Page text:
Socio-economic effects of an earthquake

European Regional Science Association
Vienna | 23-26 August 2016 | ERSA 2016: Cities & Regions: Smart, Sustainable, Inclusive?

Special Session Wed_2_Room TC.3.09 S_S. Counterfactual methods for regional policy evaluation
Francesco Pagliacci, Margherita Russo
Socio-economic effects of an earthquake: Does sub-regional counterfactual sampling matter in estimates? An empirical test on the Emilia-Romagna’s 2012 earthquake
Estimates of macroeconomic effects of natural disaster have a long tradition in economic literature (Albala-Bertrand, 1993a; 1993b; Tol and Leek, 1999; Chang and Okuyama, 2004; Benson and Clay, 2004; Strömberg, 2007; UNISDR, 2009; Cuaresma, 2009; Cavallo and Noy, 2009; Cavallo et al., 2010; The United Nations and The World Bank, 2010). After the seminal contribution of Abadie et al. (2010) in identifying synthetic control groups, with DuPont and Noy (2012) a new strand has been opened in estimating long term effects of natural disaster at a sub-regional scale, at which the Japan case provides plenty of significant economic variables. Although, the same methodology has been applied in estimating the impact of earthquakes in Italy (Barone et al. 2013; Barone and Mocetti, 2014), the analysis has been limited to the regional scale. In our paper we provide a test bed for assessing the relevance of a sub-regional counterfactual evaluation of a natural disaster’s impact. By taking the Emilia-Romagna’s 2012 earthquake as a case study, we propose a comprehensive framework to answer some critical questions arising in such analysis. Firstly, we address the problem of identifying the proper boundaries of the area affected by an earthquake. Secondly, through a cluster analysis we show the importance of intra area differences in terms of their socio-economic features. Thirdly, the identified clusters are adopted to perform a counterfactual analysis based on a pre- and post-earthquake difference-in-difference comparison of average data in clusters within and outside the affected area. Eventually, three frames to apply propensity score matching at municipality level are adopted, by taking the control group of municipalities (outside the affected area): within the same cluster (a), within the same region (b), in all the country (c). The four variables considered in the counterfactual analysis are: total population; foreigner population; total employment in manufacturing local units; employment in small and medium-sized manufacturing local units (0 to 49 employees). All the counterfactual tests largely show a similar result: socio-economic effects are heterogeneous across the affected area, where some clusters of municipalities perform better, in terms of increase of population and employment after the earthquake, against some others. This result sharply contrasts with the average results we observe by comparing the whole affected area with the non-affected one or with the entire region.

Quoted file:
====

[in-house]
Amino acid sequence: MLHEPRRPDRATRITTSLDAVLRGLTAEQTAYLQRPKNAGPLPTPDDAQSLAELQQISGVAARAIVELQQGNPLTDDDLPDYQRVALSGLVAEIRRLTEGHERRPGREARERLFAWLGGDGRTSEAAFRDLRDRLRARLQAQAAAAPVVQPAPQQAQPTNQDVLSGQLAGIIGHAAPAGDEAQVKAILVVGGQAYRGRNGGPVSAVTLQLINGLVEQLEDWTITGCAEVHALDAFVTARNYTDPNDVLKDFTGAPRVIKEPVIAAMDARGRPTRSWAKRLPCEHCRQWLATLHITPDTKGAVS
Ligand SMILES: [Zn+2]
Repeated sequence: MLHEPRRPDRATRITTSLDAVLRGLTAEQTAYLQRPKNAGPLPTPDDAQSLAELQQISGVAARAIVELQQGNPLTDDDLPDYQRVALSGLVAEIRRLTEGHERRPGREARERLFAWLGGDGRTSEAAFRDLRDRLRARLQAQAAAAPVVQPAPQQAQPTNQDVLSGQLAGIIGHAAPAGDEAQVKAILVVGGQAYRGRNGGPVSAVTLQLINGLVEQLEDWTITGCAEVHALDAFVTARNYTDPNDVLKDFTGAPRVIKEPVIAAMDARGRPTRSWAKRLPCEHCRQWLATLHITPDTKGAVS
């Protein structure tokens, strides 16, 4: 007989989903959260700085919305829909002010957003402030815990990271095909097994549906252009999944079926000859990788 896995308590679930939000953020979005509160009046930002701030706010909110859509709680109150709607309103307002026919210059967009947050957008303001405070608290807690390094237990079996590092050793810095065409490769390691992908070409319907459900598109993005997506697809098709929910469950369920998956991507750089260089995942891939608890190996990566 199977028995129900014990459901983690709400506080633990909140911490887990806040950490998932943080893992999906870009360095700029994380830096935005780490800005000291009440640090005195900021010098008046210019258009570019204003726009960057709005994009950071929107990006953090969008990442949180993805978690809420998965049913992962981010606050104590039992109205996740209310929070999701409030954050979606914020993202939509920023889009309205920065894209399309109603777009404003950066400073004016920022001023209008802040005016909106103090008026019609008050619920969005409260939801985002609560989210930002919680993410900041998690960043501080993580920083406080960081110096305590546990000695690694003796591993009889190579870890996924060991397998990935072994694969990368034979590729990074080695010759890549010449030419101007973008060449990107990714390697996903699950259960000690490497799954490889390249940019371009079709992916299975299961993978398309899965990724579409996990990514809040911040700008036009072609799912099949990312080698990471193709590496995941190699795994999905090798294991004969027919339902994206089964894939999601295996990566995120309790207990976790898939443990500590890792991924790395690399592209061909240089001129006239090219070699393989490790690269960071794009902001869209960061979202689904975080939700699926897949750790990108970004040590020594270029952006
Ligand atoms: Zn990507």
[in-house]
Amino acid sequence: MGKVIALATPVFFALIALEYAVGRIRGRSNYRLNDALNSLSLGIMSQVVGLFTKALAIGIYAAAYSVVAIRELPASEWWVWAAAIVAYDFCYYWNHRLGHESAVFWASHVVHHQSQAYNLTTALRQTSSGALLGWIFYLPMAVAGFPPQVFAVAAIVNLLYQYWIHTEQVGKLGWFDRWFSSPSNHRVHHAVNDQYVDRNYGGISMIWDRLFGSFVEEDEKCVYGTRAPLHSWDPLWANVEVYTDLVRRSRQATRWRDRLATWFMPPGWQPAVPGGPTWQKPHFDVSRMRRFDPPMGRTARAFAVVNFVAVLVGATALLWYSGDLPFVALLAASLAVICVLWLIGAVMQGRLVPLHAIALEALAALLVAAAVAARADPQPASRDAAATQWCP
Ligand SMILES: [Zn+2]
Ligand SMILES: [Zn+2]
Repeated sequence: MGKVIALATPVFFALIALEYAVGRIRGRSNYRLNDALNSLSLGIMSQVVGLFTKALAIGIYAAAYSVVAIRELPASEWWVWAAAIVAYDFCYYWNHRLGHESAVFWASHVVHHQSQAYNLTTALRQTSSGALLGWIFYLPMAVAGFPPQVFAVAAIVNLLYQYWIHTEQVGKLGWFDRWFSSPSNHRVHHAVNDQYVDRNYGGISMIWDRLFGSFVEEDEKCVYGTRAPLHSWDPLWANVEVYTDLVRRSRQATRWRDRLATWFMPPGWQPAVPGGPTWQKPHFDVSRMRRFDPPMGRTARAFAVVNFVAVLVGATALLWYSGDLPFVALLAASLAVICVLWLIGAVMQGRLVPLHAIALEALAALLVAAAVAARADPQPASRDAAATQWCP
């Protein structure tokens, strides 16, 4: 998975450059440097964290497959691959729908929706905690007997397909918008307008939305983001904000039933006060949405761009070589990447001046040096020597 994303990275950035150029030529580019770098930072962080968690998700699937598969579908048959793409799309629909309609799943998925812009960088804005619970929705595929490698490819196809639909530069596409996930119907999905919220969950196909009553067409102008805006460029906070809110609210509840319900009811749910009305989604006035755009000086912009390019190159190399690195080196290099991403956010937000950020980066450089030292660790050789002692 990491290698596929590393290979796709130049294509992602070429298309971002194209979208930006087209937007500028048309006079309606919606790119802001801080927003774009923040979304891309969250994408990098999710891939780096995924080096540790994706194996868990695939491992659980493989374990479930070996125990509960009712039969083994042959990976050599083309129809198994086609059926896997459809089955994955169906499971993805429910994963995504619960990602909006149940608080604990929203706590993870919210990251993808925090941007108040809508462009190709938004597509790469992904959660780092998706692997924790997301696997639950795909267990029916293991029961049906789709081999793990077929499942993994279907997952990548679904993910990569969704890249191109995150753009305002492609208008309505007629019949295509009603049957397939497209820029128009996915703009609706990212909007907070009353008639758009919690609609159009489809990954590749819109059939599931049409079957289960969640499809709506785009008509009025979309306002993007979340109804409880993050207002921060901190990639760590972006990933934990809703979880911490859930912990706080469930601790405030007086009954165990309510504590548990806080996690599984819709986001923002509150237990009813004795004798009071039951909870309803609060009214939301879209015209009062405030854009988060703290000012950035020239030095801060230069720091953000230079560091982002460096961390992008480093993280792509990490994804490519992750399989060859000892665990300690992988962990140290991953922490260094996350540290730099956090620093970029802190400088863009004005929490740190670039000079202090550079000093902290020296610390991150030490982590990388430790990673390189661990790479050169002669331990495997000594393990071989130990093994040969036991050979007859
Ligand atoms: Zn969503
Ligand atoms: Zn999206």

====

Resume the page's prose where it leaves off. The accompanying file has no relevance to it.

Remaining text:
Keywords: cluster analysis, counterfactual analysis, Emilia-Romagna
JEL codes: C38, R11, R58